In Montana, it’s worth checking to see if you need additional policies. You may need to buy extended insurance policies in case of flooding, wildfires, or other extreme weather events. Your lender or home insurance provider may require a survey or elevation certification to categorize your home’s flood risk and insurance requirements.
Homeowner’s Association Fees
Roughly 40 percent of homeowners in Montana are part of a homeowner’s association (HOA). Based on these stats, there’s a good chance you may be required to pay for HOA fees in your closing costs.
HOA fees cover the cost of keeping your community running, from trash removal and security to community amenities, such as fitness centers and community parks.
When you’re house hunting, make sure you ask about HOA fees upfront.
How Can I Lower My Closing Costs in Montana?
Is the sticker shock setting in? If you’re worried about how you’ll come up with the cash to close on your dream home, here are some key money-saving strategies.
Closing Cost Assistance
If you want to put a significant dent in your closing costs, look into Montana’s homeownership assistance programs. Financial assistance is up for grabs for first-time homebuyers and repeat homebuyers alike.
First-time homebuyers eligible for a Montana Housing home loan can also apply for down payment assistance via a second fixed-rate mortgage for up to five percent of the home’s sales price, for example. There’s also a zero percent deferred down payment assistance program available.
In addition to statewide programs, there are local homeownership programs in Montana, from Bozeman and Billings to Great Falls and Missoula.
Get Your Finances in Shape
The interest rate you secure is critical. If you have a high credit score, you can secure a lower interest rate, which will save you thousands over the lifetime of your mortgage.
Check your credit score to see if it needs some work or if it’s in good standing. Then focus on paying down your debts to keep your debt-to-income ratio low, and don’t skip any payments on existing loans.
Save as much as you can for your down payment, too. The closer you get to the 20 percent threshold, the less you’ll have to pay in PMI. Even if you only have a 15 percent down payment, once you hit the 20 percent equity mark, you’re off the hook for PMI.
Choose your service providers wisely, whether you’re shopping for a title company, an inspector, or a surveyor. Read reviews from previous customers, ensure they are appropriately accredited, and then look at price points and obtain quotes, so you know you’re getting the best deal.
You can also shop around for the best interest rate on your mortgage loan.
Back and forth negotiations are a part of the homebuying process, so you may be able to reassign some of your closing costs to the seller, especially if you’re in a buyer’s market.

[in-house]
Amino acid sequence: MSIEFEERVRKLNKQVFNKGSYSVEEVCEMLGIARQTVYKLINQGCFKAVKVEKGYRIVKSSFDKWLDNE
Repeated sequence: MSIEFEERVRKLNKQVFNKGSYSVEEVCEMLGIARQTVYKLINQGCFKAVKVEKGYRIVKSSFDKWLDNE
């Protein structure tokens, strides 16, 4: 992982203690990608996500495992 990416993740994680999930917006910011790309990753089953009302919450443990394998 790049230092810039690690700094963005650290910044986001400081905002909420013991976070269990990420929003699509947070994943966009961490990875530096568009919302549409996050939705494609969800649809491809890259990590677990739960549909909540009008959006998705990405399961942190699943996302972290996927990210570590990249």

Work with your seller to come to a compromise on who pays for what. If your home purchase is a fixer-upper, for example, you can ask the seller to cover portions of your closing costs so you can pay for repairs. If you’re buying a new home but need to pay for upgrades, you may be able to work out a deal with your builder to assume some of your closing costs.
You can also negotiate certain fees — this time with your lender. If you’re a long-time, loyal customer with multiple loan products you’re managing responsibly, you could ask your lender to remove some loan origination fees. The most obvious charges you can try to eliminate are often labeled as “junk fees,” such as rate lock fees, loan processing fees, and broker rebates.
Some homebuyers can opt into a “no-closing-cost” mortgage as a strategy to keep this expense at a minimum. With no-closing-cost mortgages, your lender agrees to pay for part or all of the closing costs, but you, in turn, pay a higher interest rate.
In the long run, this could cost you more money because of the bump in your interest rate, but for some homeowners, it may be their best choice.
Adding Closing Costs to Your Home Financing
If you don’t have the upfront cash to cover your closing costs, you may be able to roll this into your home loan. This means you’re off the hook for paying for these expenses on closing day, but you’ll make up for it via monthly mortgage payments that will be a bit higher. Ultimately, you’re paying interest on the closing costs tacked onto your first mortgage.
Check with your lender to see if this option is available. Keep in mind, not all closing costs can be included because some, such as homeowner’s insurance, must be paid upfront.
Carmen Chai is an award-winning Canadian journalist who has lived and reported from major cities such as Vancouver, Toronto, London and Paris. For NewHomeSource, Carmen covers a variety of topics, including insurance, mortgages, and more.